My Facebook and Twitter feeds often offer more interesting news than the newspaper ever did. Today, this article crossed my path, about sexual assault in the music industry:
Here’s my response.
So the problem isn’t just that this happened once, although even once is a major problem. The problem is that this is part of a continuum of inappropriate boundary violation, especially sexual and body-related boundary violation, that starts much closer to home. Even people I like, love, and respect, who like, love, and respect me (and I don’t doubt that they do–or did), have ignored my explicit and clear requests not to do something. Not just the absence of consent, but the explicit statement of nonconsent. They are good people. But somehow our culture teaches them that they will not get what they want if they ask for it–indeed that asking is somehow wrong.
I’m not making this up. Because these are people whom I like and love, I’ve had the conversation with them, more than once, about what happened. I’ve stayed in relationship, stayed in conversation, stayed at the table, because these aren’t strangers, these aren’t scary bosses and obnoxious people on the street (I’ve met them, too, but I have never found an effective way to engage. I’m scared, usually. That’s another post.) What they have somehow come to believe is that if they gently edge their way into the thing they really want, that that’s okay, because they’re going slowly, because they’re giving time for me to say no, because they know that the minute I DO say no, they’ll stop. They’re not Those Guys Over There who rape people. They stop, right? They stop when they hear no.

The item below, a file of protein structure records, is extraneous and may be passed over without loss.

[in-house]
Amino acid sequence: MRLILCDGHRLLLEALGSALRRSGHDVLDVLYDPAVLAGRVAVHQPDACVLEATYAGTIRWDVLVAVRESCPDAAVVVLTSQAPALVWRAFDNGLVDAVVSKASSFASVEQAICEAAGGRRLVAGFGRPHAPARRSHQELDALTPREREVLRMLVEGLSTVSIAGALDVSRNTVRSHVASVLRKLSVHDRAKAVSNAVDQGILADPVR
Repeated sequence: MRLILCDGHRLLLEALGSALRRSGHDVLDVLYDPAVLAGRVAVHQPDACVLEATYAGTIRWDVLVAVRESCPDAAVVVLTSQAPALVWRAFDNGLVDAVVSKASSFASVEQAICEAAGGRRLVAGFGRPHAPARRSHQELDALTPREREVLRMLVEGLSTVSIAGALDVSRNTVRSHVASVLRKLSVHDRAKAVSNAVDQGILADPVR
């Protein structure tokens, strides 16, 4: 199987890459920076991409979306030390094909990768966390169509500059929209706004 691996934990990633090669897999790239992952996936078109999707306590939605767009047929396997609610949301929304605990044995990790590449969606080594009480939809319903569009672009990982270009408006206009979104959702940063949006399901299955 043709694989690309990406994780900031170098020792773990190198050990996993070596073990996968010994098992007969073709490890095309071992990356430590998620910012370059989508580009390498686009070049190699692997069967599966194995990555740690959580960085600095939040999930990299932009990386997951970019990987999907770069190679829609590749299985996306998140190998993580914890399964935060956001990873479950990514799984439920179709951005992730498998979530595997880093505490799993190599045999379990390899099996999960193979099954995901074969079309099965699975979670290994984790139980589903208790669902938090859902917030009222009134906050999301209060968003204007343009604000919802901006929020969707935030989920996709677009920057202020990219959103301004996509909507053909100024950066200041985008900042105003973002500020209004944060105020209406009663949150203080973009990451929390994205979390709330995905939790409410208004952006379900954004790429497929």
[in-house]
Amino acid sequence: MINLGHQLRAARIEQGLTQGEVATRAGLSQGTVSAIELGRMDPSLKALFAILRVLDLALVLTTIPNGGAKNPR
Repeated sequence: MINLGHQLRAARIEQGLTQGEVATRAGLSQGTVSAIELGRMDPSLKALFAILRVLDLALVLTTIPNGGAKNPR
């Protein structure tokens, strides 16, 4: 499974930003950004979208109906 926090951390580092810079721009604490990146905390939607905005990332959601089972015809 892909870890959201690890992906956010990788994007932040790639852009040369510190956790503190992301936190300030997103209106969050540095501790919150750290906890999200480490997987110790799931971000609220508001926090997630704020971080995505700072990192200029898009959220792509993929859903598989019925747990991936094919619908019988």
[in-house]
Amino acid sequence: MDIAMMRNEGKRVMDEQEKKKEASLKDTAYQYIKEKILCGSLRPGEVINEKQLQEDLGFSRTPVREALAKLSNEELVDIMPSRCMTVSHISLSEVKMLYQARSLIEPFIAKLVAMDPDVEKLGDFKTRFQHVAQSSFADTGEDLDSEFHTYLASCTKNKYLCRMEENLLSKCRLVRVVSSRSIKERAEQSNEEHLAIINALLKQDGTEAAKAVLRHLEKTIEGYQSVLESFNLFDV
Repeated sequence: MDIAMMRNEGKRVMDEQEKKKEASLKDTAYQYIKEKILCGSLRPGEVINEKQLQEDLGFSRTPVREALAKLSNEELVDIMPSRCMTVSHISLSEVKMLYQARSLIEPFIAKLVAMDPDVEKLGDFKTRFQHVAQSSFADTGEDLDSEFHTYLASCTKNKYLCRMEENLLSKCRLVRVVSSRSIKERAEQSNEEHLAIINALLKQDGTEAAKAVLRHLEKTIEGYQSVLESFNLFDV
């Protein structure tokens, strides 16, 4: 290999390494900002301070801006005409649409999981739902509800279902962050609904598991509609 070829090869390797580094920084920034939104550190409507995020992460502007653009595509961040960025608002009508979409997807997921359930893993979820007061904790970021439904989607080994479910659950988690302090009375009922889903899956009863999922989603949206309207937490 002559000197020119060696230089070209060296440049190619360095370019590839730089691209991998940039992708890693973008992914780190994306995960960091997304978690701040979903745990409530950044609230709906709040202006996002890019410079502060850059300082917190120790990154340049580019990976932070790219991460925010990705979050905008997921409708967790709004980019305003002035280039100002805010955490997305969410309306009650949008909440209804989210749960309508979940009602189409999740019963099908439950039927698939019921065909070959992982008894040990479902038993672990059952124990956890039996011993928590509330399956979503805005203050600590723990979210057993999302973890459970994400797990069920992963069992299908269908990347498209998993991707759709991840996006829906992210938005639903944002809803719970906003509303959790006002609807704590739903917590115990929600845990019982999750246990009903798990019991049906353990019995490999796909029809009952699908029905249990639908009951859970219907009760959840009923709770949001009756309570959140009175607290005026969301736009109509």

when they hear no
when they HEAR no. They stop.
gentle does not work. Subtle does not work. Sometimes you have to shout.
That is, sometimes you have to shout at your friend and lover who loves you to get them to stop.
Imagine how it feels when someone who is NOT your friend and lover starts bending the boundaries toward the quick of your spirit. If you shout at them they might stop.
Somehow our culture is teaching our kids, especially boys, that wanting is bad, asking is bad, and that it’s better to just “ask” by gently pushing until something gives.
Add a little power, take away some ethics, and not-so-suddenly, right there, is another step on the continuum. Nice guys breaching boundaries gently become bosses and supervisors breaching boundaries obliviously becomes sexual assault. It’s all of a piece, and it’s all interconnected and it all stacks on itself. So the tiny little comments eat away and eat away and eat away. They’re not microaggressions, they’re something else, but they’re aggressive. And they hurt. And they’re exhausting.
This is more than just a grope.
This is the tip of an iceberg.